Unusually high sales taxes in some small Missouri cities

Monday, May 24, 2004

NEW FRANKLIN, Mo. -- Some of Missouri's smallest towns have some of the highest sales taxes in the state.

Residents of New Franklin, a town of about 1,145 people in central Missouri, has an 8.725 percent sales tax, which is tied for highest in the state and about 15 percent more than St. Louis and 20 percent more than the wealthy St. Louis suburb of Clayton, according to the Missouri Department of Revenue.

Higher taxes in small cities can help fund projects intended to spur economic development and allow the communities to provide better services.

"Anytime a sales tax is on the ballot it will pass because everybody will pay," said New Franklin city clerk Patricia Cunningham. "We want growth."

Department of Revenue records show that 11 Missouri cities have sales tax levies higher than 8 percent. Ten of those cities each have populations less than 2,300. One town, Oak Grove, has 5,535 people.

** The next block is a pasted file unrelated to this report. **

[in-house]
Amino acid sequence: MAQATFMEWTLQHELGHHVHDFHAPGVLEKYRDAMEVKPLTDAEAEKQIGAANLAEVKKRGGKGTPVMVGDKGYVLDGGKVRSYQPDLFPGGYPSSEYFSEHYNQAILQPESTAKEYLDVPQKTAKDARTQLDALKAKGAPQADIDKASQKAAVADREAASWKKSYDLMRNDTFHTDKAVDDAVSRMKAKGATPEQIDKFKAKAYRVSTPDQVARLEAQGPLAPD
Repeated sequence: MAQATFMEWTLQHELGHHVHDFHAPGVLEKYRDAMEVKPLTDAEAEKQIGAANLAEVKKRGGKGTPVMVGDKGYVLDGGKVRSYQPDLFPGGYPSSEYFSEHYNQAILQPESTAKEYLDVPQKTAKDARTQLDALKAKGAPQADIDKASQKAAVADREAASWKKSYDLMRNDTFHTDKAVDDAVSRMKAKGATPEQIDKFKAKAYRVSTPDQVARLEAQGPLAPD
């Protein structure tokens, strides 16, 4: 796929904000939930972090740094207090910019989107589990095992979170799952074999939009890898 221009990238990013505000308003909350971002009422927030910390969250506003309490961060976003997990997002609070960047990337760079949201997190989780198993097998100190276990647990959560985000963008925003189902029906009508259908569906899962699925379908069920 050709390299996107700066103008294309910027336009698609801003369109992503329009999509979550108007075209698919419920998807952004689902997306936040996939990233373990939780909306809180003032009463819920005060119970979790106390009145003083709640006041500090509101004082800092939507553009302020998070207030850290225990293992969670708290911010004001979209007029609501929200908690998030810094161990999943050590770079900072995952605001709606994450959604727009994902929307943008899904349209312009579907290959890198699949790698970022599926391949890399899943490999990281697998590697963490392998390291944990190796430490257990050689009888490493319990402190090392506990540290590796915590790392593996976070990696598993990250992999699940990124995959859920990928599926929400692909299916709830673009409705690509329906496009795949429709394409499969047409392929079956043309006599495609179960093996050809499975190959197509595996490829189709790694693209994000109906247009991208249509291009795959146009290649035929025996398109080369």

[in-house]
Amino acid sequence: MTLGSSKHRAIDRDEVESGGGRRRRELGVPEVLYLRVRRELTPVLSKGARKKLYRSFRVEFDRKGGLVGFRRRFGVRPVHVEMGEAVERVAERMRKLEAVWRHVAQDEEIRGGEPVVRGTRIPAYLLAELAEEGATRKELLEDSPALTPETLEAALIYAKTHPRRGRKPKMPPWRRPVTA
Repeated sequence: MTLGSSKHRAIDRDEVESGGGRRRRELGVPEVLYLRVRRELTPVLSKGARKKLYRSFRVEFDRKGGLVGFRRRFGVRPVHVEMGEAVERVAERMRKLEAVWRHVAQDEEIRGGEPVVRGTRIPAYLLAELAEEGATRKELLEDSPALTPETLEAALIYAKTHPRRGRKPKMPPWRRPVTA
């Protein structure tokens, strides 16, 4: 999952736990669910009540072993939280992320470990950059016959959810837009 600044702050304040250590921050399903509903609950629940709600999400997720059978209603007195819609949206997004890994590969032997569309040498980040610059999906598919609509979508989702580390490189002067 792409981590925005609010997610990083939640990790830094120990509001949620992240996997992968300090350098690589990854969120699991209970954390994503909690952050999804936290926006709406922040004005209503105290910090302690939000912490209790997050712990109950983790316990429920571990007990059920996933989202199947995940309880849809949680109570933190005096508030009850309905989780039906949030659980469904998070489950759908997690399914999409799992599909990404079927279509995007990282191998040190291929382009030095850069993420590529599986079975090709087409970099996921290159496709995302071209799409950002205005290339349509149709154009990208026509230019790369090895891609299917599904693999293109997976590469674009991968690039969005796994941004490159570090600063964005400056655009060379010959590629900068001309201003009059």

"Even in a small city you have to provide some basic services," said Kimberling City Mayor Gary Conway, whose town has a sales tax rate of 8.475 percent. "In larger cities you have more people to divide up the cost.

"If we could get by without a higher tax, we would. Overall, it's necessary."

New Franklin hopes better services will also attract people looking for an alternative to cities such as Columbia, which is 30 miles east and has a 19 percent higher sales tax rate. Despite its small size, New Franklin has enacted zoning laws and property maintenance standards to keep it attractive to developers, Cunningham said.

"We don't want to triple our population in one year or 18 months," she said. "We're taking it slow, and that's fine, that's good growth."

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